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FFA2018 post-event blog 5:
SPECIAL ADDRESS: Her Majesty Queen Noor Al Hussein of Jordan

20th Apr 2018

Call to empower women and youth for equitable and balanced development

Speaking to a full room at FFA2018, Her Majesty Queen Noor Al Hussein of Jordan acknowledged the “spectacular progress” that has been made in improving the wellbeing of billions of individuals in recent decades. This has brought significant declines in extreme poverty and infant mortality, and increases in literacy rates and women in the workforce.

But these advances have been uneven and bypassed many communities that “remain plagued by stubborn, unmet, basic human needs”. Their plight is being further exacerbated by the effects of climate change, agricultural practices and poor water resource management, she pointed out, emphasising the need for equitable and balanced development.

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The UN’s sustainable development goals provide a long-term framework for action. But Queen Noor stressed the need for urgent action today since the many challenges “are having profound international consequences right now” – one of the most visible being the forced migration of millions of people.

Her Majesty described the forum’s focus on food, agriculture and environmental protection as “central to how we address the challenges we face, given the links to virtually every dimension of society, economy, human welfare and peace and security”.

Agenda for action

With 40 years’ experience as an international public servant in the developing world, she offered an agenda for action. “We must more aggressively draw on the knowledge and untapped capabilities of men and women who we have largely marginalised and in some cases driven to despair.”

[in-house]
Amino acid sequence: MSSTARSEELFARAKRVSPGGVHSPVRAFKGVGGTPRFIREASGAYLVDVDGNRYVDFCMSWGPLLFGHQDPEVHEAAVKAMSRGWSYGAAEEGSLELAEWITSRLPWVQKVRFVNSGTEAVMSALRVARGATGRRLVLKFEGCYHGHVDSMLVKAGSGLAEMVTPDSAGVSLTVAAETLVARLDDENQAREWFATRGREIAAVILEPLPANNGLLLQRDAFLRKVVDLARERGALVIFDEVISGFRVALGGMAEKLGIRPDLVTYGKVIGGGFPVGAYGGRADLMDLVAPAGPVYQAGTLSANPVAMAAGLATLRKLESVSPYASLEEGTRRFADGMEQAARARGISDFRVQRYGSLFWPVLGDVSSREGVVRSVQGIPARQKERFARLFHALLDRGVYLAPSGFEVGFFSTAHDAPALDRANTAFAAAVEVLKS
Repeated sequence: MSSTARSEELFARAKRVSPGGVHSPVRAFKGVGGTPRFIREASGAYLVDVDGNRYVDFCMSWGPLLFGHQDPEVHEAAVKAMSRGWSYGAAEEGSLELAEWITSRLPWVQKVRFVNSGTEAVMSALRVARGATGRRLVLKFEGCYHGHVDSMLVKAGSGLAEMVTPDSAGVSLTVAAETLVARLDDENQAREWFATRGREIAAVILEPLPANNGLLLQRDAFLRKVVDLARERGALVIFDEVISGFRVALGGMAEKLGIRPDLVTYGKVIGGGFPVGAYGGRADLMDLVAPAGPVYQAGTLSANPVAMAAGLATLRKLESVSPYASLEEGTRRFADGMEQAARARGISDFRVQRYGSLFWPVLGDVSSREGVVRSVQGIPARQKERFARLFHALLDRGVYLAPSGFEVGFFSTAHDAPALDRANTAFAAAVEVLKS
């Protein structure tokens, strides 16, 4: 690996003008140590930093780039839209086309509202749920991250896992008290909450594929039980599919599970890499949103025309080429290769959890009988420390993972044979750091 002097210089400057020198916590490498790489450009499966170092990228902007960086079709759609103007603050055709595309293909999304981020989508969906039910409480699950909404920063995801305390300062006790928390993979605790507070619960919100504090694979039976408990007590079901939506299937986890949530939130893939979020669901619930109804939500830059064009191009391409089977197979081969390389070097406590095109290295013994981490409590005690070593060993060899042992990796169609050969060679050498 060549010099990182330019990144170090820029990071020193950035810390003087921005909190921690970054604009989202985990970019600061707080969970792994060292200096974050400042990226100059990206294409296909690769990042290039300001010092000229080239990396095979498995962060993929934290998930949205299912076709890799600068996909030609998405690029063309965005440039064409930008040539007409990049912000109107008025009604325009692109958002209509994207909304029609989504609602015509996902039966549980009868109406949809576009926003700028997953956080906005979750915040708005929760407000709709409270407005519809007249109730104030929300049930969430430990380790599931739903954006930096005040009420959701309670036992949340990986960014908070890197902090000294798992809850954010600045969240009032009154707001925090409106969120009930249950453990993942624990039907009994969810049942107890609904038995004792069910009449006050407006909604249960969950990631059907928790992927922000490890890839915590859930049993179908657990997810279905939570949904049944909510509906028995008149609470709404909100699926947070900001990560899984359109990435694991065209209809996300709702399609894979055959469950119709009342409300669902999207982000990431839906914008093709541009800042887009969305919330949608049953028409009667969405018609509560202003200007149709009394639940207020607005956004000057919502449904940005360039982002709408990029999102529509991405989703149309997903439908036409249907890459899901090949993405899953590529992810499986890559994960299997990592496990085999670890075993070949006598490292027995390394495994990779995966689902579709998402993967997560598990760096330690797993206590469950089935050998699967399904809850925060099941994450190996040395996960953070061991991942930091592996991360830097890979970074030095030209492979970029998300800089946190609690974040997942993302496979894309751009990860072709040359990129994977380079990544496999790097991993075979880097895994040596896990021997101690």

She emphasised the need to empower women and youth. Rural women, she pointed out, are the family anchor. They produce and provide food in local communities and “store a cumulative wisdom and knowledge of generations past”.

The Noor Al Hussein Foundation’s work focuses on developing the national and economic potential of women and the poor, providing education, training and income-generating opportunities. Its capacity building model is now followed by over 20 countries in Western Asia.

The results promote local and national stability and prosperity by reducing poverty and hunger, improving health and education and combatting desperation and radicalisation. The King Hussein Foundation is investing parallel efforts in helping young people, especially from underserved communities. “Witnessing these students grow and succeed has been my most rewarding work in our foundation,” Her Majesty confided, urging others “to support, mentor and train this next generation”.

In addition, women and youth must be involved in decentralised decision-making to ensure a more equitable distribution of development benefits. Experience in Jordan has shown that “open, inclusive and integrated development approaches” are essential to raise the wellbeing of entire communities, she added.

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Queen Noor had a specific message for the private sector. She called on it to ensure rural farmers have access to new resource-efficient, higher yield crops, to improve distribution systems and to share knowledge and training.

More widely, she asked it to invest in empowering women and young people; to incorporate these communities’ expertise into efforts to advance food security; and to work effectively with governments to achieve these many aims.

She emphasised the importance of these contributions by concluding: “It is clear that we will be dependent upon all of you to help us make the transition to a more sustainably resilient, healthy and peaceful future.”

To watch videos from FFA2018 click here >